Know the Signs of Atrial Fibrillation

Atrial fibrillation, also called AFib, is a form of irregular heartbeat. It occurs when the two upper chambers of your heart try to beat at different speeds and rates. Overtime, these irregular beats can cause blood clots or weakness that can eventually lead to stroke or heart failure.

While that may sound frightening, there are many ways to manage AFib and live a full life. Knowing what symptoms to look for can help you catch AFib early and get treatment.

If you’re dealing with cardiac or vascular conditions, Rishin Shah, MD, and his team at Prime Heart and Vascular will make sure you get the quality care you deserve. Dr. Shah is board-certified in cardiovascular medicine, internal medicine, and interventional cardiology. He prides himself on providing state-of-the-art care to help his patients live longer, more fulfilling lives.

About atrial fibrillation

Although your heart is made up of different chambers, they all work together to pump in a balanced rhythm. When you have AFib, your heart’s upper chambers beat at irregular or chaotic times that aren’t in sync with the lower chambers. And because your heart can’t adjust to the interrupted rhythm, it can’t deliver the proper amount of blood to the rest of your body.  

Consequences of AFib

Over time, this lack of proper blood flow can lead to blood pooling in your heart, which can eventually lead to the formation of clots. These clots may then move to other parts of your body, including the brain, which can lead to stroke. The irregular beats can also make your heart work harder and stress it, which can open the door to heart failure.

Types of AFib

There are four types of AFib, which differ depending on the kind of irregular rhythm:

Paroxysmal fibrillation

This describes a case of AFib that lasts less than seven days and goes back to a normal rhythm without medical intervention.

Persistent AFib

This is when the heart maintains an irregular rhythm for more than seven days. The heart may be able to return to a regular rhythm without much intervention.

Long-standing AFib

This is when the heart maintains an irregular rhythm for 12 months or more. This form of AFib usually requires continued care and treatment.

Permanent AFib

A diagnosis of permanent AFib means that it is unlikely that the heart will return to a regular rhythm. Treatment usually involves long-term care and lifestyle changes.

Signs of AFib

Some of the most common signs of AFib include: 

Chest pain is also a sign of AFib. Seek immediate attention if experiencing chest pain as you could be having a heart attack.

Treating AFib

If you’ve developed blood clots, you may need to go on blood thinners. There are also surgical methods and medicines that can treat AFib directly. Dr. Shah prefers a nonsurgical treatment called electrical cardioversion. During this procedure, Dr. Shah administers an electric shock to your chest, which can help reset the heart’s rhythm.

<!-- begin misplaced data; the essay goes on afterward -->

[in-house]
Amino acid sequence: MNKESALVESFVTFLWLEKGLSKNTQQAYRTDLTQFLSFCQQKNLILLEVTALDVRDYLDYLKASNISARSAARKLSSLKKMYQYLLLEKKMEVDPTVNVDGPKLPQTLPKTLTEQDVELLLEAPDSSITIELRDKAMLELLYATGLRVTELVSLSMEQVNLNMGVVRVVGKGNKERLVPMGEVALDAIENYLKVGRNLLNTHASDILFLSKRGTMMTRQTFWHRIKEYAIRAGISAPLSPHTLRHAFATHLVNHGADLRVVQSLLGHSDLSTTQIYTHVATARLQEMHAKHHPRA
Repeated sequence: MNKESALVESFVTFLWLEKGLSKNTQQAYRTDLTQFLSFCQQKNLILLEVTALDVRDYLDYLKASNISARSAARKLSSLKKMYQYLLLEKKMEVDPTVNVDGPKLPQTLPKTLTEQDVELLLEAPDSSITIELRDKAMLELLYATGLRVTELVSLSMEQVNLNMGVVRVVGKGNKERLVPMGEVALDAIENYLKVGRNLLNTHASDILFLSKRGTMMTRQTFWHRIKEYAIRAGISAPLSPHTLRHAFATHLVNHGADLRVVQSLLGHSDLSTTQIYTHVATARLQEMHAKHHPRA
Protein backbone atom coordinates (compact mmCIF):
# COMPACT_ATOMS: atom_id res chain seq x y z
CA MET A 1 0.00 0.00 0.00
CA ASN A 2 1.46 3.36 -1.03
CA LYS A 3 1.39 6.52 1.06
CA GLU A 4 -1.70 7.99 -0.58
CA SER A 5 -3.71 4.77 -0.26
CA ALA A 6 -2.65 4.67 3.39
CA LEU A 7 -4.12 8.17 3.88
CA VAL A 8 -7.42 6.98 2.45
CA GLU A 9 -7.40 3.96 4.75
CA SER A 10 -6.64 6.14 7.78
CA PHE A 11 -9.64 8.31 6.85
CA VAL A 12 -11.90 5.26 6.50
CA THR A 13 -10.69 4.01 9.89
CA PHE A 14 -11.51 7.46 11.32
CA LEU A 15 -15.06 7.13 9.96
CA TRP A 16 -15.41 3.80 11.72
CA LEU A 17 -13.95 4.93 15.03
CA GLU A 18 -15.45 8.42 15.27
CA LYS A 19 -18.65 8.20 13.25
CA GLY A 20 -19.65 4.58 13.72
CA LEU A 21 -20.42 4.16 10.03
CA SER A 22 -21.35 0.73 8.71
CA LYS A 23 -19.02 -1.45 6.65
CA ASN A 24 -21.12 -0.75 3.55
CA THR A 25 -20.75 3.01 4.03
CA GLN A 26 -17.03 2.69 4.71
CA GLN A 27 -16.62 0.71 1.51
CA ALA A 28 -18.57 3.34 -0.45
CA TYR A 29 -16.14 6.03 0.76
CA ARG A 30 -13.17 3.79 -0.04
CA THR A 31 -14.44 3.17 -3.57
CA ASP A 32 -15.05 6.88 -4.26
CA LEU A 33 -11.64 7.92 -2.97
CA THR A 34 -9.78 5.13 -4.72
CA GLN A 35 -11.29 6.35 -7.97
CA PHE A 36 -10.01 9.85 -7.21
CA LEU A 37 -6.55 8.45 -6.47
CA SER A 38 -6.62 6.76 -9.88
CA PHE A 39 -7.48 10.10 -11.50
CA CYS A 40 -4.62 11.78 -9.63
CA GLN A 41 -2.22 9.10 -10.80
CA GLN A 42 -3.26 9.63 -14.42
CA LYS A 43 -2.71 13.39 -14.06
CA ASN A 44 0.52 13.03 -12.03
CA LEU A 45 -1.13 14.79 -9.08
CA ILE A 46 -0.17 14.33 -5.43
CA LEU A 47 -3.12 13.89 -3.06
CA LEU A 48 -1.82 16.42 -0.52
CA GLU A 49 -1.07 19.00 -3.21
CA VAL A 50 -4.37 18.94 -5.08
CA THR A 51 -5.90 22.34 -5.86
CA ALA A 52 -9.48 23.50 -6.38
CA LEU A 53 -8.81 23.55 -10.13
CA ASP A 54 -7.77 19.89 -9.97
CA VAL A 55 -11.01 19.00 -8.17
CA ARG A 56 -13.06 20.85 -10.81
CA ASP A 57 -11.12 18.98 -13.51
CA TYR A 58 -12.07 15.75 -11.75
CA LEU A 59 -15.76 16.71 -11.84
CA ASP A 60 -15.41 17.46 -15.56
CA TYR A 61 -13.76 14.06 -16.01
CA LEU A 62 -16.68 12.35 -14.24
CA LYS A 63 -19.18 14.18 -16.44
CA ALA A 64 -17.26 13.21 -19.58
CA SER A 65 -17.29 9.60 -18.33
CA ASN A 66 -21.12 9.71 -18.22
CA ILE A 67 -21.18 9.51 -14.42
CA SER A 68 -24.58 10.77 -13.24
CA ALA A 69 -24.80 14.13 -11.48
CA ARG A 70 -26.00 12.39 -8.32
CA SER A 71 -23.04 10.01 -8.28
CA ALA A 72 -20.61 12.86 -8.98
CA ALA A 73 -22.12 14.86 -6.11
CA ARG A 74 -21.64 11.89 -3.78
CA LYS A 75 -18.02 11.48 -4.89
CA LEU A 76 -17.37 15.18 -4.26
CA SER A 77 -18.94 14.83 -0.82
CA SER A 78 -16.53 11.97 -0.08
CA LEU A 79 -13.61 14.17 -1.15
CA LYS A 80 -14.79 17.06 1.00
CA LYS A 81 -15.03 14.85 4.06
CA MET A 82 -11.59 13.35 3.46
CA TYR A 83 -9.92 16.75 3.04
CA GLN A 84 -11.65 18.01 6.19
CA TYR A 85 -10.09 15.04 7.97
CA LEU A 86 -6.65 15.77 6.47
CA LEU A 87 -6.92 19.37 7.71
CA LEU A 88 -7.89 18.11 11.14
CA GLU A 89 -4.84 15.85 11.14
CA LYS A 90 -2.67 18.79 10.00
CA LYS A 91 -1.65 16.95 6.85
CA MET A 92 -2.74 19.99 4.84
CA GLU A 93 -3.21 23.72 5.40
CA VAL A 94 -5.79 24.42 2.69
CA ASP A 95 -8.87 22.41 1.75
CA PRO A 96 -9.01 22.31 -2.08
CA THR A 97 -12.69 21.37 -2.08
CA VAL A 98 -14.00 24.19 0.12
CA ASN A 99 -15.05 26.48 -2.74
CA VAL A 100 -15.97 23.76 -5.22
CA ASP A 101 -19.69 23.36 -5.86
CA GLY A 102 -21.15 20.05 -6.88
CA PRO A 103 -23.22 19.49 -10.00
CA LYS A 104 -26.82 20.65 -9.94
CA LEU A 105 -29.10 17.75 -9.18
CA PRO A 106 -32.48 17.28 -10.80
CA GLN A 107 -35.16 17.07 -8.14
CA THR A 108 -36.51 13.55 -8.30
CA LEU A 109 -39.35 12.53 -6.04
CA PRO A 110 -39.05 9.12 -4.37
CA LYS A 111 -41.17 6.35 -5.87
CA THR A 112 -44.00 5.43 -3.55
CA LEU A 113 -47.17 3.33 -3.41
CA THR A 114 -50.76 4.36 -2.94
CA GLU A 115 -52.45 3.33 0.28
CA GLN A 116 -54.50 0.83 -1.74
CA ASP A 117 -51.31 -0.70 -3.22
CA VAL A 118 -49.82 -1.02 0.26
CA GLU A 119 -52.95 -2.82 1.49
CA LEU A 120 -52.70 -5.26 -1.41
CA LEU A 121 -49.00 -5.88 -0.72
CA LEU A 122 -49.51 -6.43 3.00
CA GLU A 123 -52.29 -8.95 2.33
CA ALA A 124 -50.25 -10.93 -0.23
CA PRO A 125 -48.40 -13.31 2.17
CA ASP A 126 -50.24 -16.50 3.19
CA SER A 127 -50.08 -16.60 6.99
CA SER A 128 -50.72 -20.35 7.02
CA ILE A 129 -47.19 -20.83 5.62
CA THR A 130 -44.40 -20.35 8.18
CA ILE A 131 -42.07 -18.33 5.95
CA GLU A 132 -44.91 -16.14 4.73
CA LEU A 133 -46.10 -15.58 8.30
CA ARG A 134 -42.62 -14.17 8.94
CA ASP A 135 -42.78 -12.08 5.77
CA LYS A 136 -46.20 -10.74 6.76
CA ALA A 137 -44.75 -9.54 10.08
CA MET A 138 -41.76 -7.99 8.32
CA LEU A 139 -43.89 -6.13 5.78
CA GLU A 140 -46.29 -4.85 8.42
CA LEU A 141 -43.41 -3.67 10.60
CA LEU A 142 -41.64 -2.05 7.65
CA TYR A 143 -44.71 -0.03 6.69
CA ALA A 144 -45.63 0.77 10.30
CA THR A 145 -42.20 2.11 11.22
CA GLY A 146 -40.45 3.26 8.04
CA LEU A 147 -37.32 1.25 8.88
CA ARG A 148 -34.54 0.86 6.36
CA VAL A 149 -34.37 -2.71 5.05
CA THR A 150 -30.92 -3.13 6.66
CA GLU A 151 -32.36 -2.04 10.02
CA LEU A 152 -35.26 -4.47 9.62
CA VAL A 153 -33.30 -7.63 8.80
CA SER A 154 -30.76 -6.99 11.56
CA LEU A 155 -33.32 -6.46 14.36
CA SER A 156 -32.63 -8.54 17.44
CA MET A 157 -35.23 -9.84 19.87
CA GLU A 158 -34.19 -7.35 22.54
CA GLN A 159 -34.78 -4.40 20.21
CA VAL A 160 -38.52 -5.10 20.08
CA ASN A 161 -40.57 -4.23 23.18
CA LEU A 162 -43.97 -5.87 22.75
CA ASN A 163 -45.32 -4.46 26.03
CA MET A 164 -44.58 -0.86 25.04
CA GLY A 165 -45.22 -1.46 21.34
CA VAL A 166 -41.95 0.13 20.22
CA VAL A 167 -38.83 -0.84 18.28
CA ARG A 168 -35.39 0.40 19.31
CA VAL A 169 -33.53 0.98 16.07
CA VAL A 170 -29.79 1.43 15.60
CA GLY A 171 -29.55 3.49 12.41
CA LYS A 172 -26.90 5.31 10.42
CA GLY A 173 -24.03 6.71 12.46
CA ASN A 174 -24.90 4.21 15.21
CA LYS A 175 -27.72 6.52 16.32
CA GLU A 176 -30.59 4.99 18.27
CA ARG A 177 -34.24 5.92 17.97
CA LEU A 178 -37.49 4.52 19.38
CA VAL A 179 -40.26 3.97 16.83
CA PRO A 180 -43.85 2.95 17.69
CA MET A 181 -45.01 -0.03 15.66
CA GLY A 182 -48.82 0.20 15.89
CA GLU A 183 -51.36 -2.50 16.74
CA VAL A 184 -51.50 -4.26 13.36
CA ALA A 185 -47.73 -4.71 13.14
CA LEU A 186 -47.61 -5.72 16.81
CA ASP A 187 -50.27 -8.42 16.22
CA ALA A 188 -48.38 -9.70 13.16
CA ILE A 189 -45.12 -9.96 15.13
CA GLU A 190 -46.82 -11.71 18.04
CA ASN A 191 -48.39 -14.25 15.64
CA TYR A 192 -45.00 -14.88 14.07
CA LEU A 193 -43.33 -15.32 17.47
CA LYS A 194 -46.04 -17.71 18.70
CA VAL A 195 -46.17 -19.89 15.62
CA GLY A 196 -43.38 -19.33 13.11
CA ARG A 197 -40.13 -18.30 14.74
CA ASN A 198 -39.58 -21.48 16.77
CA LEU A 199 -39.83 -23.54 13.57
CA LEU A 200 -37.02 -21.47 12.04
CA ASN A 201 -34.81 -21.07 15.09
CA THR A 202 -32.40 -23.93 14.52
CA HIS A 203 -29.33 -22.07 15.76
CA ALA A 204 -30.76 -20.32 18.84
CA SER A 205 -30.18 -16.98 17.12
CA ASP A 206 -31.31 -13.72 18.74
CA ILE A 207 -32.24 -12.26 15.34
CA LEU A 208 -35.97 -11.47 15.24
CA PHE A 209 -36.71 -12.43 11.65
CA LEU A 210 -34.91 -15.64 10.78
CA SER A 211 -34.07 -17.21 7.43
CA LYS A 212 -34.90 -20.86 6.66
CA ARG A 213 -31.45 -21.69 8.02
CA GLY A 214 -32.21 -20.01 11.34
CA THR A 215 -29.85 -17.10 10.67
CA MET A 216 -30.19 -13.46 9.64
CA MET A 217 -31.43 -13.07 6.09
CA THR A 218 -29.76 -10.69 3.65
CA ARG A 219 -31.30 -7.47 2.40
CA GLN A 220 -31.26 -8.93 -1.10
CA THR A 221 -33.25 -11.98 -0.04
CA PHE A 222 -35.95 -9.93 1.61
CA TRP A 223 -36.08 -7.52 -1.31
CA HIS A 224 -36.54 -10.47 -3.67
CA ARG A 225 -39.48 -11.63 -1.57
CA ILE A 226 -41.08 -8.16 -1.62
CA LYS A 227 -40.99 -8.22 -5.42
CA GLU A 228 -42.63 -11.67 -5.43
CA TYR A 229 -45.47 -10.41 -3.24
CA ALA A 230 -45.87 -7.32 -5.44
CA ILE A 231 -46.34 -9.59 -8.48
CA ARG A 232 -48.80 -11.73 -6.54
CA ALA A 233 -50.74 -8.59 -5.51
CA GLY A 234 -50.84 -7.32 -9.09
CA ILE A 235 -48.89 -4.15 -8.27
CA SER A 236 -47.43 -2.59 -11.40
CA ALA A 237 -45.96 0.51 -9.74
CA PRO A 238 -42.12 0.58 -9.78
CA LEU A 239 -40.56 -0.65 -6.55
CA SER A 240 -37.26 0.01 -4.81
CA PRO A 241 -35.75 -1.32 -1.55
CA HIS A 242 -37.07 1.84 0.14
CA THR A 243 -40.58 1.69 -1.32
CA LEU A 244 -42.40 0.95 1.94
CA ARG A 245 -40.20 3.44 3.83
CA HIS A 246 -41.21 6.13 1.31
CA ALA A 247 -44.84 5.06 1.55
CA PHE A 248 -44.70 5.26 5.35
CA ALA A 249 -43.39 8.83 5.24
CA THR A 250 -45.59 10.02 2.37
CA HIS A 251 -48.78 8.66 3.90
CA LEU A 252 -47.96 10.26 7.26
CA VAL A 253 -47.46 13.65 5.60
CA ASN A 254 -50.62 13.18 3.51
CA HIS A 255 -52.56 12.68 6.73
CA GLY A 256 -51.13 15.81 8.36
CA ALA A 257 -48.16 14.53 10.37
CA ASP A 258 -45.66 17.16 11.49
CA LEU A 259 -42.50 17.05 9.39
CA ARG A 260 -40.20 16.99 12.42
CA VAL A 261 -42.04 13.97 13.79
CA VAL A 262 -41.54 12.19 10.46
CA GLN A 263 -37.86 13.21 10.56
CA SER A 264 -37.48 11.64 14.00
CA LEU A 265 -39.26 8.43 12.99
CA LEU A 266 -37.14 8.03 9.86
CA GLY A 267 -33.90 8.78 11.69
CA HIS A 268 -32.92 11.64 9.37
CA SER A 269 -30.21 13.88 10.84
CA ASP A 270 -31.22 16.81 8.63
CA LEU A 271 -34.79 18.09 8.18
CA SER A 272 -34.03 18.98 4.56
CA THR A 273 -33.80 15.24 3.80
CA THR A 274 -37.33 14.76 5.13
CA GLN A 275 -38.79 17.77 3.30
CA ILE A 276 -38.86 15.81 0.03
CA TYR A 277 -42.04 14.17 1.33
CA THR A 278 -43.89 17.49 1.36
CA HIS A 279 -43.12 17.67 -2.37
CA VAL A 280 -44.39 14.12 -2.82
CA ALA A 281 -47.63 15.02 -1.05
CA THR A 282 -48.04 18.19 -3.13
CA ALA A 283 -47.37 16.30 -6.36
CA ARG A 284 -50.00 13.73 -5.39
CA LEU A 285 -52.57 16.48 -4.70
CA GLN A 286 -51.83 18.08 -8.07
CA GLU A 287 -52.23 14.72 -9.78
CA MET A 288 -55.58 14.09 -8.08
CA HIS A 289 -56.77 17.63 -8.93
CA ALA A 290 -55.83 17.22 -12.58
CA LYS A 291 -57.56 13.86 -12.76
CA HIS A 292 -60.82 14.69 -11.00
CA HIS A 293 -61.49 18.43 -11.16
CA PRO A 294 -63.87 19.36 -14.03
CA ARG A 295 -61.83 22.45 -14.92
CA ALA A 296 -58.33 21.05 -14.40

AFib is easiest to manage when it’s caught early. Dr. Shah and his team will make sure you get the tools and treatment you need to beat AFib and live a healthy life. To learn more, book and appointment online or over the phone with Prime Heart and Vascular today.

You Might Also Enjoy...

The Link Between Diabetes and PAD

Diabetes, one of the most common chronic diseases in America, puts you at high risk for peripheral artery disease — a serious complication of the blood vessels throughout your body. Learn whether you’re at risk.

Here's How Your Weight Affects Your Veins

If you’ve noticed unsightly large blue or purple veins causing the skin on your legs to protrude outward, you may have varicose veins. Even being moderately overweight can cause varicose veins and other vein problems.

Why Are Women More Susceptible to Varicose Veins?

If you’re a woman, you’re twice as likely to develop varicose veins as men. Furthermore, your risk of developing them increases as you get older. While you may be more susceptible to developing varicose veins, you don’t have to live with them.

What is Peripheral Artery Disease?

Plaque can affect any blood vessel in your body, including your peripheral arteries. If too much plaque clings to your artery walls, you can wind up with peripheral artery disease. Find out what it is and what you can do to prevent or treat it.

How Stress Affects Your Heart

From your pile of bills to your deadlines at work, stress seems inescapable. But the amount of stress you have and how you react to it can be bad for your health, especially your heart, and shouldn’t be swept aside as a fact of life.